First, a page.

The Global Dimensions of the Qatar Crisis
The policy of side-stepping the proxy war between Saudi Arabia and Iran is becoming increasingly untenable for non-Arab Muslim nations and China.
- A rupture in Arab diplomatic and economic relations with Qatar threatens to force other nations to choose sides.
- Saudi Arabia and its allies hope that cutting air, sea and land ties to Qatar will force it to mend its ways.
- The Qatar crisis complicates efforts by China and non-Arab Muslim nations to tiptoe around regional conflicts.
- The Qatar issue could complicate Chinese efforts to keep its Middle East policy in sync with the US.
A rupture in Arab diplomatic and economic relations with Qatar as well as the Gulf state’s involvement with a Saudi-led, 41-nation Sunni Muslim military alliance threatens to force non-Arab Muslim nations as well as China to choose sides.
Members of the military alliance and China that is not associated with it have sought to remain on the side lines of an escalating four decades-old proxy war between Saudi Arabia and Iran.
The breaking off of diplomatic relations with Qatar by Saudi Arabia, the UAE, Bahrain, Egypt and the Saudi-backed exile government of Yemen is part of that war.
Qatar, unlike other Gulf states, is organically bound to Iran because it shares the world’s largest gas field with the Islamic republic. Qatar, moreover views maintaining relations with Islamist groups as part of its national security.
Saudi Arabia and its allies hope that economic pressure exerted by cutting air, sea and land ties to the Gulf state will force Qatar to mend its ways. The move complicates passenger travel and cargo links to Qatar and could be expanded to pressure countries to make choices in whom they partner with economically and commercially.
In doing so, Saudi Arabia and the UAE are learning from an earlier attempt in 2014 to force a change in Qatari policy when they broke off diplomatic relations for a period of ten months without applying economic pressure
As a result, the campaign aims to disrupt not only Qatar’s relations with its Arab brethren but also with the wider world.
It complicates its effort by China and non-Arab Muslim nations to tiptoe through the minefield of Middle Eastern conflicts and rivalries by maintaining good relations with all parties.
In China’s case, it threatens its One Belt, One Road (OBOR) initiative amid Chinese fears that Saudi Arabia intends to expand its proxy war with Iran into Balochistan, a key Pakistani node of OBOR.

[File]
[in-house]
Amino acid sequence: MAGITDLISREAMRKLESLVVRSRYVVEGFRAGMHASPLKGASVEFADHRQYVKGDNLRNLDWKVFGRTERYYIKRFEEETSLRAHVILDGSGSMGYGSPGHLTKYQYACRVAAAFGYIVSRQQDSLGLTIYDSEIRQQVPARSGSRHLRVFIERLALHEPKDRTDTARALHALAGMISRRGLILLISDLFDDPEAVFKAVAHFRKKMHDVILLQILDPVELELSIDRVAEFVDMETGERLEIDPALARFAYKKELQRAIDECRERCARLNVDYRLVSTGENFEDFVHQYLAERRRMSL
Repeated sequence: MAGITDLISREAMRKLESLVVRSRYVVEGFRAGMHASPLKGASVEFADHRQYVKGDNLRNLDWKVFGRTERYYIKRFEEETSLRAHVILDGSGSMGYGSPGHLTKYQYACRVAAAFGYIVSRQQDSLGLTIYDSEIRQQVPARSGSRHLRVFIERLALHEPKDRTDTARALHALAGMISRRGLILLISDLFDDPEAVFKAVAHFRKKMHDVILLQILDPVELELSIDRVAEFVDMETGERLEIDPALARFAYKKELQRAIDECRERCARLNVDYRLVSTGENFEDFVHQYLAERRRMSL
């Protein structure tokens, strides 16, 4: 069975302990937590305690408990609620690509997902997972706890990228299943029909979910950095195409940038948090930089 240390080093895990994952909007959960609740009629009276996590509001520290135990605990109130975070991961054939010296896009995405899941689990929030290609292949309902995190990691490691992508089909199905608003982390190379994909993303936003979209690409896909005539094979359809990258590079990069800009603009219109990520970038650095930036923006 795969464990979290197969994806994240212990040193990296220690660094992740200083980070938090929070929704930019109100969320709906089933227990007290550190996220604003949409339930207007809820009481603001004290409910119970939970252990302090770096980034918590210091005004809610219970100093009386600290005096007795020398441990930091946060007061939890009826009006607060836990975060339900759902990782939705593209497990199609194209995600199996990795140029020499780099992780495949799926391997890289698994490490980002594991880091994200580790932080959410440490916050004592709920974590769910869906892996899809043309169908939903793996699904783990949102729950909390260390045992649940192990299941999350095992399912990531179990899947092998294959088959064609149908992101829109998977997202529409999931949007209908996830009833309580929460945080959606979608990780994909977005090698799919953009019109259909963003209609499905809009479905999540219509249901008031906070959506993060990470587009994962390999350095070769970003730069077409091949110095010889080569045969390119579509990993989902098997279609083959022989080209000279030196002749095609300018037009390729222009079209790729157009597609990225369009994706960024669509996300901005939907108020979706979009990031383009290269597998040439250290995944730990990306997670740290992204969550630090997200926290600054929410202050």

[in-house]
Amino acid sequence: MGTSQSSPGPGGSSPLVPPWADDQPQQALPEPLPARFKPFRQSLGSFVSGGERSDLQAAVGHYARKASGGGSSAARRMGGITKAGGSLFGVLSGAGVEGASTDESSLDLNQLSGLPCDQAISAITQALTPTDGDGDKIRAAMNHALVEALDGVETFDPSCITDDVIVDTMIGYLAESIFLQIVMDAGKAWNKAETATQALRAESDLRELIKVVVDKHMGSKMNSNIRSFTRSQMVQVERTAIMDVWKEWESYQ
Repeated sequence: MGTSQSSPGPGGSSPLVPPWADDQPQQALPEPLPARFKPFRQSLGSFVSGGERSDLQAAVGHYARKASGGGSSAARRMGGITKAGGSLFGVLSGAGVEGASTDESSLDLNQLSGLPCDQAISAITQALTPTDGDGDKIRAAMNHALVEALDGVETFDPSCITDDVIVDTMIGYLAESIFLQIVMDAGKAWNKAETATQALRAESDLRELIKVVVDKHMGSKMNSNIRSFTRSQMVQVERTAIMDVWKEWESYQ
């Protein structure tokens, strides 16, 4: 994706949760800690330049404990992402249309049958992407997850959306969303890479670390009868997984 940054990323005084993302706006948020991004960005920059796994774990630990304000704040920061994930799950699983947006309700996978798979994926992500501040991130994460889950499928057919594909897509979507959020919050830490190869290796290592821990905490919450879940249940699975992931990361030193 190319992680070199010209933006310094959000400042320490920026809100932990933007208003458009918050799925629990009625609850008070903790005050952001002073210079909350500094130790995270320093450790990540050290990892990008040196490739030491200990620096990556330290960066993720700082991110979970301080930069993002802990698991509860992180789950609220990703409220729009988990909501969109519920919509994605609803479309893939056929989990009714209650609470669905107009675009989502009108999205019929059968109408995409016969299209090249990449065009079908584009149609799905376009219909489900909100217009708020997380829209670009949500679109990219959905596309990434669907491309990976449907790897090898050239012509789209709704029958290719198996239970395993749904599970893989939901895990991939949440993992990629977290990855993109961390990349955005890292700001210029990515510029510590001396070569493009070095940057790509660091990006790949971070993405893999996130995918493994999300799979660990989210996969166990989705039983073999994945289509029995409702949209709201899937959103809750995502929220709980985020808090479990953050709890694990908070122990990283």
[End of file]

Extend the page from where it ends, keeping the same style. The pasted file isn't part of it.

The rupture and military suspension could also complicate Chinese efforts to keep its Middle East policy in sync with that of the United States, the major power in the region, if Washington were to side with Saudi Arabia and the UAE.
The dilemma for non-Arab Muslim countries is no less acute. Pakistan’s diplomatic relations with Saudi Arabia and the UAE initially soured after the Pakistani parliament in 2015 rejected a Saudi request for Pakistani military assistance in Yemen.
The unprecedented decision ultimately left Pakistan with no choice when the kingdom two years later asked it to allow General Raheel Sharif, who had just retired as chief of army staff, to take over the command of the Saudi-led military alliance.
Pakistan, despite insisting that General Sharif would use his position to mediate between Saudi Arabia and Iran, has seen violence along its volatile border with Iran increase, relations with the Islamic republic deteriorate, and prompted calls for Pakistan to recall General Sharif.
Malaysia gets involved
Similarly, Malaysian defense minister Datuk Seri Hishammuddin Hussein announced in March that Malaysia and Qatar were elevating their diplomatic ties by forming a High Level Committee (HLC) to focus on the structural framework of both countries’ defence institutions.
“There are only a few countries that we have elevated our relationship with (to the level of having an) HLC signed. And now, our relationship has reached a level that we can ink an HLC with Qatar, hopefully,” Mr. Hishammuddin said.
Malaysian Foreign Minister Datuk Seri Anifah Aman visited Qatar last month to further enhance relations with Qatar.
Responding to the rupture in diplomatic relations and the military suspension, sources close to the Malaysian foreign ministry said that the government was advising its agencies to remain neutral in the dispute with Qatar. Some sources cautioned however that the defence and interior ministries may adopt a more independent approach.
Civil servants in the defence ministry expressed concern when Mr. Hishammuddin last year agreed to let 300 Malaysian paratroopers participate in a military exercise organized by the Saudi alliance.
Critics in the ministry were further taken aback when Mr. Hishammuddin obliged them to endorse Saudi funding for the King Salman Centre for Moderation (KSCM).
The centre, under the auspices of the ministry’s think tank, the Malaysian Institute of Defence and Security (MIDAS), seeks to counter jihadist messaging in Southeast Asia. An internal ministry memo said MIDAS had a “strategic interest to be collaborating with various institutions internationally particularly from Saudi Arabia.”